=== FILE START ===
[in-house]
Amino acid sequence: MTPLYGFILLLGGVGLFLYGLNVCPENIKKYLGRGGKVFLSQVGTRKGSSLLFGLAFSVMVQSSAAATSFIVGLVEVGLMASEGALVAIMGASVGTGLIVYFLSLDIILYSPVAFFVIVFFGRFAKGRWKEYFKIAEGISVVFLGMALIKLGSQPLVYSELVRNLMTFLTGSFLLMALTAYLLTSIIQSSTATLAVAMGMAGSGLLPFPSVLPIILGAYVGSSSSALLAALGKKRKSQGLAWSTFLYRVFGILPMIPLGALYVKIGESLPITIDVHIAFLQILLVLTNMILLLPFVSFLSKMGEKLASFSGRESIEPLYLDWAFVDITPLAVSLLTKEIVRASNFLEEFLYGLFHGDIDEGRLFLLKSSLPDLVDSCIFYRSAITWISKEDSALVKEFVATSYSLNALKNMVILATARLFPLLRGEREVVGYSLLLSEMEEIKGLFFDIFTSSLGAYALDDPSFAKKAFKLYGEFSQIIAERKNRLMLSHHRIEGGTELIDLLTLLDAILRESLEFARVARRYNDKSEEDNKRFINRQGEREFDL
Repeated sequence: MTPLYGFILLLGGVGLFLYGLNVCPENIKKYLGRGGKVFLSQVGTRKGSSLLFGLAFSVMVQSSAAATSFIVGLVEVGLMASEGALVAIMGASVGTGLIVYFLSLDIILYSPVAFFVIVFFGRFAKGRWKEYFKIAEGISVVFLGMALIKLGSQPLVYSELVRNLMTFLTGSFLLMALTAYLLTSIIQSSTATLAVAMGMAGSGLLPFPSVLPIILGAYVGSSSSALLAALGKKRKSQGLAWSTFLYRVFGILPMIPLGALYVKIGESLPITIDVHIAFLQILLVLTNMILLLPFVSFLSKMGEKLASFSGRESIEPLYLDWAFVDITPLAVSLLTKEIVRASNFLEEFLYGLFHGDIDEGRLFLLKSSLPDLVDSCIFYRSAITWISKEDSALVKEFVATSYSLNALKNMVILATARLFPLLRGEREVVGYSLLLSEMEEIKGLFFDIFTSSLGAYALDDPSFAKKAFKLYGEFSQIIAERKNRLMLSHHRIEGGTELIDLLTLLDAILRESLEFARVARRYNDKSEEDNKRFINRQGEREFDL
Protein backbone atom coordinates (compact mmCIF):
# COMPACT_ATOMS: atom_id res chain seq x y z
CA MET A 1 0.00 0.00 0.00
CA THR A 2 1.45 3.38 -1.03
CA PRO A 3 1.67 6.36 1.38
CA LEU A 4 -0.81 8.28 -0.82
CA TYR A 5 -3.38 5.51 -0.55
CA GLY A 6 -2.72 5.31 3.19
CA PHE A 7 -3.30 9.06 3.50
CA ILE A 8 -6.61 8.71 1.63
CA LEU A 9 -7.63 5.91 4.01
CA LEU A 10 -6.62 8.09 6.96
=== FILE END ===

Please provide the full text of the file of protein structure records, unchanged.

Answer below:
[in-house]
Amino acid sequence: MTPLYGFILLLGGVGLFLYGLNVCPENIKKYLGRGGKVFLSQVGTRKGSSLLFGLAFSVMVQSSAAATSFIVGLVEVGLMASEGALVAIMGASVGTGLIVYFLSLDIILYSPVAFFVIVFFGRFAKGRWKEYFKIAEGISVVFLGMALIKLGSQPLVYSELVRNLMTFLTGSFLLMALTAYLLTSIIQSSTATLAVAMGMAGSGLLPFPSVLPIILGAYVGSSSSALLAALGKKRKSQGLAWSTFLYRVFGILPMIPLGALYVKIGESLPITIDVHIAFLQILLVLTNMILLLPFVSFLSKMGEKLASFSGRESIEPLYLDWAFVDITPLAVSLLTKEIVRASNFLEEFLYGLFHGDIDEGRLFLLKSSLPDLVDSCIFYRSAITWISKEDSALVKEFVATSYSLNALKNMVILATARLFPLLRGEREVVGYSLLLSEMEEIKGLFFDIFTSSLGAYALDDPSFAKKAFKLYGEFSQIIAERKNRLMLSHHRIEGGTELIDLLTLLDAILRESLEFARVARRYNDKSEEDNKRFINRQGEREFDL
Repeated sequence: MTPLYGFILLLGGVGLFLYGLNVCPENIKKYLGRGGKVFLSQVGTRKGSSLLFGLAFSVMVQSSAAATSFIVGLVEVGLMASEGALVAIMGASVGTGLIVYFLSLDIILYSPVAFFVIVFFGRFAKGRWKEYFKIAEGISVVFLGMALIKLGSQPLVYSELVRNLMTFLTGSFLLMALTAYLLTSIIQSSTATLAVAMGMAGSGLLPFPSVLPIILGAYVGSSSSALLAALGKKRKSQGLAWSTFLYRVFGILPMIPLGALYVKIGESLPITIDVHIAFLQILLVLTNMILLLPFVSFLSKMGEKLASFSGRESIEPLYLDWAFVDITPLAVSLLTKEIVRASNFLEEFLYGLFHGDIDEGRLFLLKSSLPDLVDSCIFYRSAITWISKEDSALVKEFVATSYSLNALKNMVILATARLFPLLRGEREVVGYSLLLSEMEEIKGLFFDIFTSSLGAYALDDPSFAKKAFKLYGEFSQIIAERKNRLMLSHHRIEGGTELIDLLTLLDAILRESLEFARVARRYNDKSEEDNKRFINRQGEREFDL
Protein backbone atom coordinates (compact mmCIF):
# COMPACT_ATOMS: atom_id res chain seq x y z
CA MET A 1 0.00 0.00 0.00
CA THR A 2 1.45 3.38 -1.03
CA PRO A 3 1.67 6.36 1.38
CA LEU A 4 -0.81 8.28 -0.82
CA TYR A 5 -3.38 5.51 -0.55
CA GLY A 6 -2.72 5.31 3.19
CA PHE A 7 -3.30 9.06 3.50
CA ILE A 8 -6.61 8.71 1.63
CA LEU A 9 -7.63 5.91 4.01
CA LEU A 10 -6.62 8.09 6.96